Citation Edit

Competition Specialties, Inc. v. Competition Specialties, Inc., No. C00-0038L (W.D. Wash. 2001), aff'd, 87 Fed. Appx. 38 (9th Cir. 2004).

Factual Background Edit

Both parties are in the business of specialty parts used for drag-car racing. Plaintiff, based in Washington state, federally registered the mark COMPETITION SPECIALTIES, INC. for wholesale store services in the field of automotive parts and accessories in 1995 and used this mark as well as the mark CSI nationwide since 1976.

Plaintiff registered the mark CSI in 1999 for similar services. Defendant, based in Florida, used the marks COMPETITION SPECIALTIES, INC. and CSI since 1990 and owned the domain names "" and "" Plaintiff sent defendant a cease-and-desist letter in 1995. Defendant failed to respond, but plaintiff did not sue for infringement, cybersquatting, and other related claims until 2000.

Trial Court Proceedings Edit

In 2001, the district court denied plaintiff's motion for a preliminary injunction because both parties had used the same mark in the same industry for a number of years. Regarding plaintiff's motion for summary judgment, the court initially found that plaintiff was the senior user of both COMPETITION SPECIALTIES, INC. and CSI nationwide and in Florida. But the court denied defendant's motion for summary judgment because it could not rule on the issue of likelihood of confusion due to factual disputes or an insufficient factual record regarding the strength of plaintiff's mark, the parties' marketing channels, and the degree of purchaser care.

The district court next found that plaintiff's claims were not barred by abandonment, laches, or estoppel. Because defendant did not plead abandonment in its answer, abandonment was unavailable as a defense. The court ruled that plaintiff's suit was not barred by laches under the doctrine of progressive encroachment, based on plaintiff's allegations that defendant's growth was slow.

And the court rejected defendant's argument that plaintiff's claims were barred by prosecution history estoppel. It noted that plaintiff's arguments made to the PTO dealt with a party that had a different name and different mark and that plaintiff never argued that there would be no likelihood of confusion between companies using identical marks in the same industry in the same geographic areas.

Defendant also moved for judgment as a matter of law regarding plaintiff's cybersquatting claim. The court granted defendant's motion stating that plaintiff's evidence did not show that defendant acted in bad faith or that the domain names were confusingly similar to plaintiff's marks.

Following the trial, the jury found that defendant infringed plaintiff's trademarks (the CSI mark intentionally) but that the infringement caused no damage. The court then permanently enjoined defendant from using the disputed marks but gave defendant a two-year period to phase out its use.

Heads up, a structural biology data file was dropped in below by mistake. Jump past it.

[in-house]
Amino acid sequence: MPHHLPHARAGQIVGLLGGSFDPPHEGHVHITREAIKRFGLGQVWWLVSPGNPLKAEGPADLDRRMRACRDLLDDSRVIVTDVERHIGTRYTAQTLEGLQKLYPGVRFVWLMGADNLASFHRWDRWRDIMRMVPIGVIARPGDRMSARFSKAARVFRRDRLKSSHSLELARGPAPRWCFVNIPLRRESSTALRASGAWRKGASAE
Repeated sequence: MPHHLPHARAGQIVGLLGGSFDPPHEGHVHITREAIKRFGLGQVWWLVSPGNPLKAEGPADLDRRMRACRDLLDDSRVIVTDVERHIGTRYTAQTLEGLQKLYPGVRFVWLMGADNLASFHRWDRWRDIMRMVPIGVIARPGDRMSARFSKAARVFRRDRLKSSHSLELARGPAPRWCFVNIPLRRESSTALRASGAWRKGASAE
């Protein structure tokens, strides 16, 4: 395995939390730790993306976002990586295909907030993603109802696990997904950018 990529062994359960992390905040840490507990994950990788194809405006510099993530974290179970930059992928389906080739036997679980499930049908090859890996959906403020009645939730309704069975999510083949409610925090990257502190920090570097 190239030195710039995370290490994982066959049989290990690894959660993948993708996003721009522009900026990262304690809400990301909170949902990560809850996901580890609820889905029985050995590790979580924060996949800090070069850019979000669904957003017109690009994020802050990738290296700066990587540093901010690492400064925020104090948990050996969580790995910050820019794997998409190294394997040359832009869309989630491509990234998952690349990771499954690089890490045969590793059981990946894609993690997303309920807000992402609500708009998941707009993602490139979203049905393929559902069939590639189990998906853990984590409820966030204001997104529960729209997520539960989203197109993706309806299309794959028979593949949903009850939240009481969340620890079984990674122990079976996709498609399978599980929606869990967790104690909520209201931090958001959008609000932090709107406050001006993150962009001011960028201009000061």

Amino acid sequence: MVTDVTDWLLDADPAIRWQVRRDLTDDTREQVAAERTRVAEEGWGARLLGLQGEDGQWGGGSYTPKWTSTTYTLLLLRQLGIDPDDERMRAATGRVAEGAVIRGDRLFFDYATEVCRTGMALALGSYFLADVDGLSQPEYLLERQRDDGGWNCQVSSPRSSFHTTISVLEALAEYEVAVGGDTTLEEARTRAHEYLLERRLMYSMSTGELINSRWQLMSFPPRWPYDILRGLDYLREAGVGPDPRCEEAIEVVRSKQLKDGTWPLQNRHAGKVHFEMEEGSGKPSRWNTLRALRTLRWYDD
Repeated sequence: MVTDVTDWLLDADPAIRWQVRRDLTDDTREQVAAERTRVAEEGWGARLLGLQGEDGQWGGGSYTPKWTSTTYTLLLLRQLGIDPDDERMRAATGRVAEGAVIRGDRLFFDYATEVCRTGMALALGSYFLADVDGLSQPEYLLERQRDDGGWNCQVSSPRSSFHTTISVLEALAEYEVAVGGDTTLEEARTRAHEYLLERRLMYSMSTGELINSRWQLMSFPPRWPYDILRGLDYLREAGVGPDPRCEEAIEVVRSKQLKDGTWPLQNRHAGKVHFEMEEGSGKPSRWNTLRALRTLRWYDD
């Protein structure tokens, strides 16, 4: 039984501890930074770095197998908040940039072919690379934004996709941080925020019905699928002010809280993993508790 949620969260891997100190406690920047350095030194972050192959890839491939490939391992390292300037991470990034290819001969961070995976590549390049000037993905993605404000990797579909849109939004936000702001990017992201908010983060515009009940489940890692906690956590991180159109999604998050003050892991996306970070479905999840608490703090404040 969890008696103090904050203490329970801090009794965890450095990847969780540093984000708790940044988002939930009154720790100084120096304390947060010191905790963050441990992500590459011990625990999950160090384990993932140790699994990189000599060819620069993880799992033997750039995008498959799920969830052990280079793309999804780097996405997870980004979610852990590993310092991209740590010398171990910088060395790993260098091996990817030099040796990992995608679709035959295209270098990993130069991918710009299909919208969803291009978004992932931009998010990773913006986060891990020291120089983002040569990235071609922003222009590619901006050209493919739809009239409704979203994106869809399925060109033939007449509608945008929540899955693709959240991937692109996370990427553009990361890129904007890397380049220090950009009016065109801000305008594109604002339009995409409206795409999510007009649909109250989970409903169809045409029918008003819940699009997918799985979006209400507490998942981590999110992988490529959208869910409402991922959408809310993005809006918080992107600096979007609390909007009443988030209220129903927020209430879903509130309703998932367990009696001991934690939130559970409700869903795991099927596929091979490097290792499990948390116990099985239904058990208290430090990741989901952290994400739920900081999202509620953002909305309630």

Appellate Court Proceedings Edit

Both parties cross-appealed, and the Ninth Circuit affirmed. The court of appeals first rejected defendant's claim that the district court erred in not allowing a laches defense because it properly bypassed the traditional laches test due to defendant's progressive encroachment. Moreover, laches was unavailable to the CSI mark because of the jury's finding of intentional infringement.

The court of appeals also rejected defendant's argument that plaintiff could be the prior user only if it established secondary meaning in the mark before defendant began using it. Because a showing of secondary meaning is required only when a mark is not distinctive and because defendant never argued below that the disputed marks were not distinctive, defendant was precluded from raising this issue on appeal.

Regarding the injunction, the Ninth Circuit rejected defendant's argument that it was overly broad, stating that an injunction was the appropriate remedy following the finding of infringement. And the Ninth Circuit rejected plaintiff's cross-appeal regarding the two-year phase out for the injunction, finding that the district court did not abuse its discretion as it "could reasonably consider the terms of the injunction to be an appropriate remedy under the total circumstances presented."

The Ninth Circuit also rejected plaintiff's argument that the district court erred in refusing to grant attorney's fees, concluding that despite the jury's finding that defendant knowingly and intentionally infringed the CSI mark, "[defendant's] conduct was not sufficiently egregious to make this an exceptional case." Regarding plaintiff's argument that the cybersquatting issue should have been determined by the jury and not on defendant's motion for judgment as a matter of law, the court of appeals affirmed the district court's decision "because the evidence did not show that [defendant] acted in bad faith and that the domain names were confusingly similar."

Source Edit

This page uses content from Finnegan's Internet Trademark Case Summaries. This entry is available under the GNU Free Documentation License.

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